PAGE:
After the slog of Year of the Unicorn, The Jargoon Pard reads as if Andre took readers’ criticisms of first book, thought carefully about all of them, and wrote a better, tighter, stronger book. I was surprised to find I really liked it. I devoured it in an afternoon, and was actually sorry when it ended. When I first started rereading, I hadn’t remembered much except the title—I’m a sucker for unusual words—and a vaguely positive vibe about the book. As I got into it, I remembered more and more, including the fact that I enjoyed it a great deal the first time I read it, too. This is a sequel to Year of the Unicorn, though that’s not immediately obvious. The structure by now is familiar. Our young, usually male protagonist tells his life story from birth onward. This time we’re told that our hero is named ...

Werecats and Moon Magic: Andre Norton’s The Jargoon Pard

After the slog of Year of the Unicorn, The Jargoon Pard reads as if Andre took readers’ criticisms of first book, thought carefully about all of them, and wrote a better, tighter, stronger book. I was surprised to find I really liked it. I devoured it in an afternoon, and was actually sorry when it ended. When I first started rereading, I hadn’t remembered much except the title—I’m a sucker for unusual words—and a vaguely positive vibe about the book. As I got into it, I remembered more and more, including the fact that I enjoyed it a great deal the first time I read it, too. This is a sequel to Year of the Unicorn, though that’s not immediately obvious. The structure by now is familiar. Our young, usually male protagonist tells his life story from birth onward. This time we’re told that our hero is named ...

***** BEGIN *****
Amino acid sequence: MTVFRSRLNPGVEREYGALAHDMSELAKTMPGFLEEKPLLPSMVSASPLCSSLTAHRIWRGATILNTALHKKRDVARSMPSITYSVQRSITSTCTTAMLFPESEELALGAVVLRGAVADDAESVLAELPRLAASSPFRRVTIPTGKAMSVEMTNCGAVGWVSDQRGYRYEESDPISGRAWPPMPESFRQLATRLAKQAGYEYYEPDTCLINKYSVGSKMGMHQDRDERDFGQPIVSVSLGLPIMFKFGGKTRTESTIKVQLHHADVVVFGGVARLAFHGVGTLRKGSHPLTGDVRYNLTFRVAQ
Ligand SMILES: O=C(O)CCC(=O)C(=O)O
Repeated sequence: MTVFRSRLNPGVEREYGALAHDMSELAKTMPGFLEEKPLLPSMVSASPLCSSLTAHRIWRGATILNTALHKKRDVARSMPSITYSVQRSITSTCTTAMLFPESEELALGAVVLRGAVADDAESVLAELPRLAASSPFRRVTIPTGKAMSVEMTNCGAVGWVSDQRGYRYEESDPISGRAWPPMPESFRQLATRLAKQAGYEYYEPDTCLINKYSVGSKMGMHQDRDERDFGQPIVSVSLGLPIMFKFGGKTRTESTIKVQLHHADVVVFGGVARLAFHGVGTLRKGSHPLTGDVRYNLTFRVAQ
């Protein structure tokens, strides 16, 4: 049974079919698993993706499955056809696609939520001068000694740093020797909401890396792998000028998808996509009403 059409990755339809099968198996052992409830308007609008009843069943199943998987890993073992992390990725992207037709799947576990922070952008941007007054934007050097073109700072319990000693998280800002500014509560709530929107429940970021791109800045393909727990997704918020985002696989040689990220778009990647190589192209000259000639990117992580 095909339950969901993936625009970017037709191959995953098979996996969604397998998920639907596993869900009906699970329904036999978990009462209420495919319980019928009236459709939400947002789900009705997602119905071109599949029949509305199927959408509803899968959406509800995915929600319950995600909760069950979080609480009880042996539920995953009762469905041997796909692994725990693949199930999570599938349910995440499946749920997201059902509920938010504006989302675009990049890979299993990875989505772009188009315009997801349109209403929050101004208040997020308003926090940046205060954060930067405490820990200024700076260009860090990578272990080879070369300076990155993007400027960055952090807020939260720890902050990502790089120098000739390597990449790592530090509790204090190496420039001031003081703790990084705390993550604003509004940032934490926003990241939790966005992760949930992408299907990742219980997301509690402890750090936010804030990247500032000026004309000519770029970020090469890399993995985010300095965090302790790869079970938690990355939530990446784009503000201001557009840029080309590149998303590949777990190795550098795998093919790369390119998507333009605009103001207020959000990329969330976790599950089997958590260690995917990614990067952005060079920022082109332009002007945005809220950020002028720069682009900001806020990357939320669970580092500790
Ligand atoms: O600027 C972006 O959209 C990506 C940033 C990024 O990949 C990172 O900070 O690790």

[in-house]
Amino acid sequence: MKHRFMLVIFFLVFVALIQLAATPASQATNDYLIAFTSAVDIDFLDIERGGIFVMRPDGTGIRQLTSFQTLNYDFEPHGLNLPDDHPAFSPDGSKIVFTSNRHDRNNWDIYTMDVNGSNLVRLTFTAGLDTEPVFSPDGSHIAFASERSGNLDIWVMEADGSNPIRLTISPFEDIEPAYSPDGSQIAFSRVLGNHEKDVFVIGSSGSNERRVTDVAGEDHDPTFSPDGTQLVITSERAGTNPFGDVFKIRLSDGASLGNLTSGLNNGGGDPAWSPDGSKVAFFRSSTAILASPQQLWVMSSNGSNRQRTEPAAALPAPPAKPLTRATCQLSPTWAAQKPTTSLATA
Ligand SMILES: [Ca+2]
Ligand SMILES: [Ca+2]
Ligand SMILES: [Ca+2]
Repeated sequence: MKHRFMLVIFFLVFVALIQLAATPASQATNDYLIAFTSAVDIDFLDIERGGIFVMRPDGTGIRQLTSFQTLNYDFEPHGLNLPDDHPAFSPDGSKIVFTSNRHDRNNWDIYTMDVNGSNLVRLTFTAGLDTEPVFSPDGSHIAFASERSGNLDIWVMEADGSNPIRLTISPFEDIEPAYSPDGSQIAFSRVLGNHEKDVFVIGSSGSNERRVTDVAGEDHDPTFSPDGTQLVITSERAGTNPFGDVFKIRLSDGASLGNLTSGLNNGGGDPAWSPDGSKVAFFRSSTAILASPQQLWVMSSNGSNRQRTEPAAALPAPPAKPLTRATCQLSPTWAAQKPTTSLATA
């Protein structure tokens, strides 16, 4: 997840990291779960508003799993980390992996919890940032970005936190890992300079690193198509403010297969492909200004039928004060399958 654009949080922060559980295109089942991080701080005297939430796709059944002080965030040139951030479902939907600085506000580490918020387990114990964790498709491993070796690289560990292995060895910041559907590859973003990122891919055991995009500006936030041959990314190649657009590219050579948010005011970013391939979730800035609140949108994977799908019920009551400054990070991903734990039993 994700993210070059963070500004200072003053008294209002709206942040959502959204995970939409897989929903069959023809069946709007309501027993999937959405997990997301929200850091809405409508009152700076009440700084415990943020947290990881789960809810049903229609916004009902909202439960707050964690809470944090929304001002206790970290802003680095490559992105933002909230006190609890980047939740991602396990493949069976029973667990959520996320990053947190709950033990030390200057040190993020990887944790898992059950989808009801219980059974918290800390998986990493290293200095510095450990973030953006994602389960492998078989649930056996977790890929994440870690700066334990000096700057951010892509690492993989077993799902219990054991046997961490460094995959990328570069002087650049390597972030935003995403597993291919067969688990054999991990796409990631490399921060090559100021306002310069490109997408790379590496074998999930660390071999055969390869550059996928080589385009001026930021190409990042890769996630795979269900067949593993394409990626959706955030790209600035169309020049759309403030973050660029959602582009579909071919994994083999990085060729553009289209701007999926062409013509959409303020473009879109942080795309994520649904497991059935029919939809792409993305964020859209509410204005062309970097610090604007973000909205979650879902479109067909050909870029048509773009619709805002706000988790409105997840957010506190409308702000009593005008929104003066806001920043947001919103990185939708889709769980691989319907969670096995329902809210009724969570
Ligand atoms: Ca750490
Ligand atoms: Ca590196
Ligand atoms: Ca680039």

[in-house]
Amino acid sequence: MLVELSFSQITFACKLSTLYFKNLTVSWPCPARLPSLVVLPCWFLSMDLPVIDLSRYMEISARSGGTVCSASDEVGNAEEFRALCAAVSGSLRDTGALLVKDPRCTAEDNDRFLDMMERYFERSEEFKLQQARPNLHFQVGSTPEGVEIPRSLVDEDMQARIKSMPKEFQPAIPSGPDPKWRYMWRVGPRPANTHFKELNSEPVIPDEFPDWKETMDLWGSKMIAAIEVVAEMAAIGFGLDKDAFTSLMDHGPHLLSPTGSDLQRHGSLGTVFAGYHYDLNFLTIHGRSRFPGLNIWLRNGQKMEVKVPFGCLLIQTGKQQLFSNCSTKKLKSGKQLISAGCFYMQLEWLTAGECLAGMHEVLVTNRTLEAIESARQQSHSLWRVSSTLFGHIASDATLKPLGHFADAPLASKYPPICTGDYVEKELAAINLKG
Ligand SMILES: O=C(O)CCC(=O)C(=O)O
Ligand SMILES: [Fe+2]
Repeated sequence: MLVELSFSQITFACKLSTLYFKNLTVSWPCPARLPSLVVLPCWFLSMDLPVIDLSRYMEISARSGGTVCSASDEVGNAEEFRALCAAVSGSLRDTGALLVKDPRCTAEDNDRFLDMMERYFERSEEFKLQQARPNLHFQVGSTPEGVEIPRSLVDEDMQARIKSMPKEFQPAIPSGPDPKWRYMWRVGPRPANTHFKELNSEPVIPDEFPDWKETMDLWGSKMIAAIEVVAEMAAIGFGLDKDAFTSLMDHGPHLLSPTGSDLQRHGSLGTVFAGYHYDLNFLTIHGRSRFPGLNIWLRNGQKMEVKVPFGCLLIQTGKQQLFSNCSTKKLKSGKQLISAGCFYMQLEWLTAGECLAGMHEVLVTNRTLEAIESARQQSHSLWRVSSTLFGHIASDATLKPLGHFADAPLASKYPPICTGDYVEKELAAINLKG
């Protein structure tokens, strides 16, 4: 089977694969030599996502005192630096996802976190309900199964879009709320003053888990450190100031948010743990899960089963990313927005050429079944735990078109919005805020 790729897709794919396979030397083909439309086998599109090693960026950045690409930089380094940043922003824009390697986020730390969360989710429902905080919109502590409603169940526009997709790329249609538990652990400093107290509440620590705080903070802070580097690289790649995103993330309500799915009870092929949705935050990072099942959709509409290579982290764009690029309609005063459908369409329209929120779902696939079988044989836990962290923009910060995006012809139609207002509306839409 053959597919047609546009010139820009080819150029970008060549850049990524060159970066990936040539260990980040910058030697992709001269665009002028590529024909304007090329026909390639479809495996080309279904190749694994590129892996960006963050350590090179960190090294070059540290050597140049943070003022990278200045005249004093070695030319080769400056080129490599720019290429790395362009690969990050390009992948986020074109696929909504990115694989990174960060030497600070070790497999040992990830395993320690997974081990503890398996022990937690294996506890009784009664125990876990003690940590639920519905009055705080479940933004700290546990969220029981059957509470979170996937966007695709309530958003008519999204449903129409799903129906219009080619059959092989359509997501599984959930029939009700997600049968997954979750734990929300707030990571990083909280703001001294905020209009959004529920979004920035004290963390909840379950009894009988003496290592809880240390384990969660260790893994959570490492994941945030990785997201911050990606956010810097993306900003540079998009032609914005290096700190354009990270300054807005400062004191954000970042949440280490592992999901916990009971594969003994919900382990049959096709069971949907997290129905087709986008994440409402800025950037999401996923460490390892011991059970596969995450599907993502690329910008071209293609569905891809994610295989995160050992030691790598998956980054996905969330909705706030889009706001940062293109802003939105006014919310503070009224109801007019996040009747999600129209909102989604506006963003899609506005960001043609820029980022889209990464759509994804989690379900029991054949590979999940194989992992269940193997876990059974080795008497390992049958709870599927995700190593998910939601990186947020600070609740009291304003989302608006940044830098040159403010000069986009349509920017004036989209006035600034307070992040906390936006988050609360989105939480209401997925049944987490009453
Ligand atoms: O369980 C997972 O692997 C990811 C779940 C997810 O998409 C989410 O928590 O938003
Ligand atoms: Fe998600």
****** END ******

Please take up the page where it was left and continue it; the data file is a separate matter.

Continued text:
Werecats and Moon Magic: Andre Norton’s The Jargoon Pard

After the slog of Year of the Unicorn, The Jargoon Pard reads as if Andre took readers’ criticisms of first book, thought carefully about all of them, and wrote a better, tighter, stronger book. I was surprised to find I really liked it. I devoured it in an afternoon, and was actually sorry when it ended. When I first started rereading, I hadn’t remembered much except the title—I’m a sucker for unusual words—and a vaguely positive vibe about the book. As I got into it, I remembered more and more, including the fact that I enjoyed it a great deal the first time I read it, too. This is a sequel to Year of the Unicorn, though that’s not immediately obvious. The structure by now is familiar. Our young, usually male protagonist tells his life story from birth onward. This time we’re told that our hero is named ...

The Sacred and the Equinoid: Horses, Spirituality, and Space

This part of the thought experiment is going to be tough, because if it was hard to set aside human assumptions about sex and violence, the ones about religion can be downright intractable. Just as it’s a given that sex must be an obsession and mass violence must be inevitable in a sentient species, it may be argued from the (Western, patriarchal) human model that every sentient species must worship some sort of god. But is it a given? When it comes to sex and war, we can observe equine behavior and extrapolate from it, but there’s no such evidence for belief in divine power. There’s no way to ask, and it’s not something we can deduce from behavior. Unlike dogs, who seem (to human eyes) to tend toward adoration of their human companions, horses maintain a certain distance. They may bond with a human, sometimes deeply, but it’s a ...